George: It’s weird that you can put complete strangers in a room but bring them together by playing music that sparks their spirit inside of them. It can all resonate differently with people, but that’s what’s beautiful about it. It’s like a universal language. 

Keyrah: That’s why I want to build this community of people looking for that experience and space. When I was growing up, I didn't have friends that listened to rock music. It was kind of taboo where I was from to even speak about the fact that my dad was Black and played rock music. People used to just take the piss about it, so I grew up shielding that side of me. And I've gotten to a place where I found more like-minded people who also enjoy a wider array of music and I started to feel a bit more at home. Everything I do is for the 8 year old version of me that wanted to feel more comfortable in the genres I was immersed in. The adult world imposes on you, but as a kid you’re open to new experiences and influences, and I want to ignite that flame again. I want to feel excited about new things again. I think I’ve come full circle with the things I loved as a kid and realised it’s those things that made me who I am today.

George: What’s the thing that brings you peace when you’re DJing? 

Keyrah: It depends on how comfortable I feel in the set. Even though there was a point where I was genuinely nervous to do a set, I'm calm within myself now. I’m less nervous about that side, but I feel like interacting with the crowd and looking up at people, I still get a bit nervous and I don’t even know why. When I did that Majid Jordan gig the other day, the decks were so close to the crowd, I was literally looking at the girl in front of me and then I just felt really awkward. Because if I look up at you, and you look at me… I don’t know.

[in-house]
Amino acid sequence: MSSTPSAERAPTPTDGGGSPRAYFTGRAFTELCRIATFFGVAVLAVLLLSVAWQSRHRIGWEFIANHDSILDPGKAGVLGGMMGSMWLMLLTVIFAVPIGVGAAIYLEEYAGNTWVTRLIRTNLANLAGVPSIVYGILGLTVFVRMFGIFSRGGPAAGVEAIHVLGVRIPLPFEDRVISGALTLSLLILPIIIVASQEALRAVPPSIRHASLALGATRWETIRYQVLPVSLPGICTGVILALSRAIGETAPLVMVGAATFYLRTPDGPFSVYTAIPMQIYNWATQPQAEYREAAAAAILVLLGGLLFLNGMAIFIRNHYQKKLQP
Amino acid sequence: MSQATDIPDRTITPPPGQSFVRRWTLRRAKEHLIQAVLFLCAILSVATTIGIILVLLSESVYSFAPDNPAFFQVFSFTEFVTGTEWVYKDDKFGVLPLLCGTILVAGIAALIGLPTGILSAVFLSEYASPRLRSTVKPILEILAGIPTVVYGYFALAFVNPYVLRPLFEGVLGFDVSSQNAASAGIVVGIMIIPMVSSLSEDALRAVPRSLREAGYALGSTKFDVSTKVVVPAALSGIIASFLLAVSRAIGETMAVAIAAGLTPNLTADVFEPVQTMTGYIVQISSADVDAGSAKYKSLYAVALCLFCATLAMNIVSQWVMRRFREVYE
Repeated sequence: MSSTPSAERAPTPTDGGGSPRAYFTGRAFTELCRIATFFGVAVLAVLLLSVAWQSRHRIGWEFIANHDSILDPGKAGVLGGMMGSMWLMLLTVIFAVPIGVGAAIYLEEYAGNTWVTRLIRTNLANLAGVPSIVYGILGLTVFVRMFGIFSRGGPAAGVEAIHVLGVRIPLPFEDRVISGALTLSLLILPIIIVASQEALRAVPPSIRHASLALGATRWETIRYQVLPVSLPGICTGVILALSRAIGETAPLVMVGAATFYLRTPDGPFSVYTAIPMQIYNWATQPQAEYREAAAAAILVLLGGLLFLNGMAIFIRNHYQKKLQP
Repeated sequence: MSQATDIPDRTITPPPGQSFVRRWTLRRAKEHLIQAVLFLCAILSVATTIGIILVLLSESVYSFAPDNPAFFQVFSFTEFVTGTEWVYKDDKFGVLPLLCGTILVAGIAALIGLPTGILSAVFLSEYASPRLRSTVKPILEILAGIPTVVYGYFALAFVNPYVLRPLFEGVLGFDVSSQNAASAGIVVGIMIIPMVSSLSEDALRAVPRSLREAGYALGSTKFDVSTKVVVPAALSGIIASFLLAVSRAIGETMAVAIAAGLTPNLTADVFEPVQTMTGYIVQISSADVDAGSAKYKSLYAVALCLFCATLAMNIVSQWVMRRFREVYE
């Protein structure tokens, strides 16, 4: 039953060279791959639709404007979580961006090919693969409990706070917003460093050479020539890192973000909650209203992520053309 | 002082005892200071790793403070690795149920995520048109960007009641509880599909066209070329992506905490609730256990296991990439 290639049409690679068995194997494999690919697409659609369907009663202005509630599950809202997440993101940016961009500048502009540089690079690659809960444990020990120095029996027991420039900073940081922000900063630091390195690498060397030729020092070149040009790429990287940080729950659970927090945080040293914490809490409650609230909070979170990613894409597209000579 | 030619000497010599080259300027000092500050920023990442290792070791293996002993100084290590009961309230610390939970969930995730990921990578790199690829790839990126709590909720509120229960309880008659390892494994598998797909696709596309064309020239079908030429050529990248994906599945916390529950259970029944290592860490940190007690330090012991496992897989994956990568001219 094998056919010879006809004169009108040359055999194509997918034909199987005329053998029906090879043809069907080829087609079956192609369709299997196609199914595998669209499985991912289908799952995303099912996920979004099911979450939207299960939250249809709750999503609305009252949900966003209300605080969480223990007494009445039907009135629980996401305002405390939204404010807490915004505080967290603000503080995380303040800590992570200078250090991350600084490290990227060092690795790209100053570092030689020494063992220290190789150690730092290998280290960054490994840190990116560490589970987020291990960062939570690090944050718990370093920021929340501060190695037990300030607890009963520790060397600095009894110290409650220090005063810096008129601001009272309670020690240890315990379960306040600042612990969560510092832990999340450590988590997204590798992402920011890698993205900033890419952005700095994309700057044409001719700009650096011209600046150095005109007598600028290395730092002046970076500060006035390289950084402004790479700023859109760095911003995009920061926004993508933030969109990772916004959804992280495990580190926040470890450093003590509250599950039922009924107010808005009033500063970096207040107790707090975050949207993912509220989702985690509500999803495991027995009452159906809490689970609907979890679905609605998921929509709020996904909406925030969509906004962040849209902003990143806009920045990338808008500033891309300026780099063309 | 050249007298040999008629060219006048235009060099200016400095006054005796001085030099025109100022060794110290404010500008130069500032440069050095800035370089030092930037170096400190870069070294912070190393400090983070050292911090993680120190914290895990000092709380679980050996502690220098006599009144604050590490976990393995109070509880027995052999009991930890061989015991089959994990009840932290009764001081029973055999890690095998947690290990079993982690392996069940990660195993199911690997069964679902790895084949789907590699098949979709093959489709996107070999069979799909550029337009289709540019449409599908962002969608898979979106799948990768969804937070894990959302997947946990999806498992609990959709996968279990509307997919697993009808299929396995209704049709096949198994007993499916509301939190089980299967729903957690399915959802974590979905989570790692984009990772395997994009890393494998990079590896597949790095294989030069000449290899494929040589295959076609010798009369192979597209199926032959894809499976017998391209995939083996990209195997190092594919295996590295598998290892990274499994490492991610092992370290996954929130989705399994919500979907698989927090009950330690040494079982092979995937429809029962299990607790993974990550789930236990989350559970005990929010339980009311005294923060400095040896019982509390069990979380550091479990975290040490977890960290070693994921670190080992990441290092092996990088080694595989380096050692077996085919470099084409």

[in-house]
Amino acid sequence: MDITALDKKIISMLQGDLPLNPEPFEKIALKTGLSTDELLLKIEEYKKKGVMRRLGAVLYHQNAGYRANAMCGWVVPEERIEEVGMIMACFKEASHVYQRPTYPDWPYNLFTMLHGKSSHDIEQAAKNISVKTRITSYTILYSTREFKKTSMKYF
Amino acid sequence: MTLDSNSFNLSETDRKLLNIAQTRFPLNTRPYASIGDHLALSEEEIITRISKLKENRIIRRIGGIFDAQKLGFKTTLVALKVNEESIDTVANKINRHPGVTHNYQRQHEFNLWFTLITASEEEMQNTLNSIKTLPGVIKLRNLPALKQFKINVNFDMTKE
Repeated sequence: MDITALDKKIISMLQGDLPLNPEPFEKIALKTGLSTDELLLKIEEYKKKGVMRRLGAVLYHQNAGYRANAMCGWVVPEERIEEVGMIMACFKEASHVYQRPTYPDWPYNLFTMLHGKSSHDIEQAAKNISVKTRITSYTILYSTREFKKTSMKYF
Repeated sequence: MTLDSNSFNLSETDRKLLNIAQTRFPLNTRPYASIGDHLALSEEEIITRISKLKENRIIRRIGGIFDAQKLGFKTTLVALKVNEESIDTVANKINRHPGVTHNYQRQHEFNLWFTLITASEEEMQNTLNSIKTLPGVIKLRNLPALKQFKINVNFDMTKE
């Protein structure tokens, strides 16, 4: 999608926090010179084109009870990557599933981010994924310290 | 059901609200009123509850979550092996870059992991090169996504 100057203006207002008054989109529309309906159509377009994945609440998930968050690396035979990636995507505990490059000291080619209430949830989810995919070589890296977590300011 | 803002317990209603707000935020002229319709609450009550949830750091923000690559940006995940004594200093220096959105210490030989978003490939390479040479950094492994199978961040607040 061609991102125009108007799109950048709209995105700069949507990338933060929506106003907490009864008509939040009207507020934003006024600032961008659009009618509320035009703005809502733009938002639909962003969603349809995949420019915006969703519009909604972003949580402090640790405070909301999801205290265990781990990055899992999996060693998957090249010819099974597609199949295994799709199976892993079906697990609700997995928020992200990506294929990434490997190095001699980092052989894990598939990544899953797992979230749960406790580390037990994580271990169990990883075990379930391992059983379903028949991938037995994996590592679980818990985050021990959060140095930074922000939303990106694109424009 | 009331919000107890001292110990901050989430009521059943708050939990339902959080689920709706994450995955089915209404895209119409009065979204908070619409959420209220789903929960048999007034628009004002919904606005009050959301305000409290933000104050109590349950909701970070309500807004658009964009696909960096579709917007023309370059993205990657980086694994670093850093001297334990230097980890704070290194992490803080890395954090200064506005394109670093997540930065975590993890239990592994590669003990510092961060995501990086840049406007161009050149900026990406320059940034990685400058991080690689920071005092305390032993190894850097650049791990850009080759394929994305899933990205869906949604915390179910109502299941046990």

George: You're gonna have to have a real conversation (laughs). 

Keyrah: I’ve gone on a tangent now. But what brings me peace…if I feel the sets go smoothly, and it's translating well with the crowd and they're receptive to what I'm doing. Sometimes you naturally get into a flow of things and it feels easy. And I don’t think people understand this part of DJing, but I don’t ever know what I’m going to play beforehand. I might throw songs together into a playlist, and think “Okay, this might be the vibe,” but sometimes it’s not the vibe or I haven’t put enough tracks in there. So, I just set everything to BPM and then go from there. That's kind of the beauty in it because it's back to that experimental playground. I might mix two songs I’ve never mixed before and stumble across a blend that I've never done before and I’m like “Wow this is fire,” and it lands with the crowd as well. Those are the real beautiful moments.

George: I love that because it’s kind of like how kids learn. They just learn by doing. I love the fact you're bringing fun back into the industry that I feel is quite serious now. What's your go-to track at the moment that you know is going to land every time you play it? 

Keyrah: There's a few that I have. But there's certified classics that no matter where you go, they’ll land and I feel like for me that's always Lady by Modjo. You could be playing the worst set of your life, and if you throw that track in, it’s the lifeline. There's bound to be a quarter of the room that are going to sing their heart out. And I think for me, that sort of French disco house was an intro into house music. So, there’s a nostalgia attached to that track. I’ve played it many times. If anyone reads this and comes to my sets regularly, you probably already know.

George: Nice. Thanks, Keyrah.